Chiayi, Tainan to face water controls from March amid drought
Taipei, Feb. 18 (CNA) Water pressure in Chiayi and Tainan will be lowered while supplies for certain commercial uses in Tainan will be limited starting March amid concerns over a drought, the Ministry of Economic Affairs (MOEA) said Saturday.
The decision was made after Economics Minister Wang Mei-hua (王美花) met with the ministry's drought task force on Saturday to respond to the ongoing water shortage in the southern part of the island.
With the Central Weather Bureau (CWB) projecting a small chance of rain in the upcoming season, the MOEA said it had decided to increase Tainan and Chiayi's water conservation alerts starting March 1, with Chiayi under "yellow alert" and Tainan upgrading to the more severe "orange alert."
Under the yellow water supply alert, water pressure in Chiayi will be lowered during certain hours.
Meanwhile, with the severity of Tainan's alert increasing from yellow to orange, the supply of water for commercial use will be limited.
The MOEA said industrial users that consume more than 1,000 cubic meters of water on a monthly basis should aim to curb their use by 10 percent.
Industrial users consuming more than 1,000 cubic meters of water per day that fail to achieve a 10 percent reduction will have their water supply sealed off, the MOEA added.
Tech parks and industrialized zones will have usage reductions enforced and managed collectively by the MOEA's Industrial Development Bureau and Taiwan's National Science and Technology Council.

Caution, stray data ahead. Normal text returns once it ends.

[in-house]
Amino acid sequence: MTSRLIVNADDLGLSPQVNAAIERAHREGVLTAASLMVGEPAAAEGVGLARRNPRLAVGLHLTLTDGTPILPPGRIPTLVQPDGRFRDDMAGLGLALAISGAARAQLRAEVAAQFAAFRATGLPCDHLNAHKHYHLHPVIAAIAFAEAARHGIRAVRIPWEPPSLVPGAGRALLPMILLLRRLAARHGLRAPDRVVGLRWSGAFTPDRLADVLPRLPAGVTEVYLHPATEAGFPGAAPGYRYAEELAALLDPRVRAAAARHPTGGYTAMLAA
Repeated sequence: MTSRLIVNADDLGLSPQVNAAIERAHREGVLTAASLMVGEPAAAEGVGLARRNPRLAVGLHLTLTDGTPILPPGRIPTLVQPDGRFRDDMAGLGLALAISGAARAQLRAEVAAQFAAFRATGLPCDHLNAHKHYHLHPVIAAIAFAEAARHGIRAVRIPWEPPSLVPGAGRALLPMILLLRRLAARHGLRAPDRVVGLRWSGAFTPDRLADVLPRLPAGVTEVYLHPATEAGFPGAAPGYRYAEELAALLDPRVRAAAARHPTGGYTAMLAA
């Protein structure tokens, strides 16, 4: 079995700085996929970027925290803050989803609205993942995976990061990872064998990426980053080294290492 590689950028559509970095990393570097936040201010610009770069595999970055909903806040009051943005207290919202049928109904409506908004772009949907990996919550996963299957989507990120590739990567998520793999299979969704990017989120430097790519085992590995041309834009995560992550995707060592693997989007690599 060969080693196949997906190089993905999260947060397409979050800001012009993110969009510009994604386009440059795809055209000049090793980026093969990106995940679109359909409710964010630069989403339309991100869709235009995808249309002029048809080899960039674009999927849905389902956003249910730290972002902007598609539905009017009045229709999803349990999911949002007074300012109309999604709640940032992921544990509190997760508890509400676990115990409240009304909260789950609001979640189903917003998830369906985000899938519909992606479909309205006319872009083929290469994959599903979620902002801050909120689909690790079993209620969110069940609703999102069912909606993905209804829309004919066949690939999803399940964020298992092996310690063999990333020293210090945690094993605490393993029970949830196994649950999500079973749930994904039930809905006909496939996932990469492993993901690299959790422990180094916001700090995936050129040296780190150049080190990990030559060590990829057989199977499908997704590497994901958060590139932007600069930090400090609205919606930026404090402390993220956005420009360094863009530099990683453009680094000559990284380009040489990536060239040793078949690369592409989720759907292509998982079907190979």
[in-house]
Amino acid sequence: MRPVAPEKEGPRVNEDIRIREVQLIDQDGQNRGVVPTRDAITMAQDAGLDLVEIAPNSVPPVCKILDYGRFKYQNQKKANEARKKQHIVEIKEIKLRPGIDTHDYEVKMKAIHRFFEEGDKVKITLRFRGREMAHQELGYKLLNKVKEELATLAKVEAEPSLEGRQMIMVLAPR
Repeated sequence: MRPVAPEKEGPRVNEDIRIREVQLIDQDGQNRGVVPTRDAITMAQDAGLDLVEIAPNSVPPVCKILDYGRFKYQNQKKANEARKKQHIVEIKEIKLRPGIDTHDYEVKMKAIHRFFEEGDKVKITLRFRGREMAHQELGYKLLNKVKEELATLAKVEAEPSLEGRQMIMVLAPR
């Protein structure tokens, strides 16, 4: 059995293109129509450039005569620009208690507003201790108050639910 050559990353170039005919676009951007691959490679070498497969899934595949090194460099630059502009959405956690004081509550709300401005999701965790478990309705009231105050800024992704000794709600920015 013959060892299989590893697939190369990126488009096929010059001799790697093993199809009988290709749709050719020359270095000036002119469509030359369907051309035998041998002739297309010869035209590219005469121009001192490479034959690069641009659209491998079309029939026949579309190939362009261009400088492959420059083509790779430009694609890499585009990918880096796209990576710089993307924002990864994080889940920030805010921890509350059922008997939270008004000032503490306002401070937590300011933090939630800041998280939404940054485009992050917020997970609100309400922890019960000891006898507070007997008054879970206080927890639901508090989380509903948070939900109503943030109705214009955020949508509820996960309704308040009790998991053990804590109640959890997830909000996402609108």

For nonindustrial businesses which consume over 1,000 cubic meters of water per month, such as swimming pools, car washes, saunas and aquatic therapy specialists, the monthly decrease target of 10 percent will be gradually increased to 20 percent.
The MOEA added that since monthly household water consumption typically does not exceed 1,000 cubic meters, Tainan households will continue to only have their water pressure lowered from 10 p.m. to 6 a.m. the next day rather than have their supply limited.
The MOEA went on to announce the introduction of a 2023 program to steadily supply water to Taiwan's southern regions for the sake of drought relief, whereby an estimated 136,000 cubic meters of water will be additionally provided to the south every day before the end of April.
The program, introduced on Feb. 16 by new Vice Premier Cheng Wen-tsan (鄭文燦), will aim to strengthen the allocation of water by location, up the water output of water recycling plants and increase the amount of wells, the MOEA said.
The ministry said climate change had drastically altered rainfall patterns in Taiwan, with the southern parts of the country taking the most severe hit due to the southern reservoirs' dependency on typhoons.
According to the CWB, Taiwan has experienced over 1,200 days without a typhoon making landfall.
Additionally, the last rainfall that replenished an effective amount of water to the south was over 550 days ago.
The drought task force was founded on Nov. 24 last year to respond to the increased amount of dry spells.
The MOEA said the task force had since successfully aided the nation in conserving up to 660 million cubic meters of water through weekly strategic meetings and response plans.
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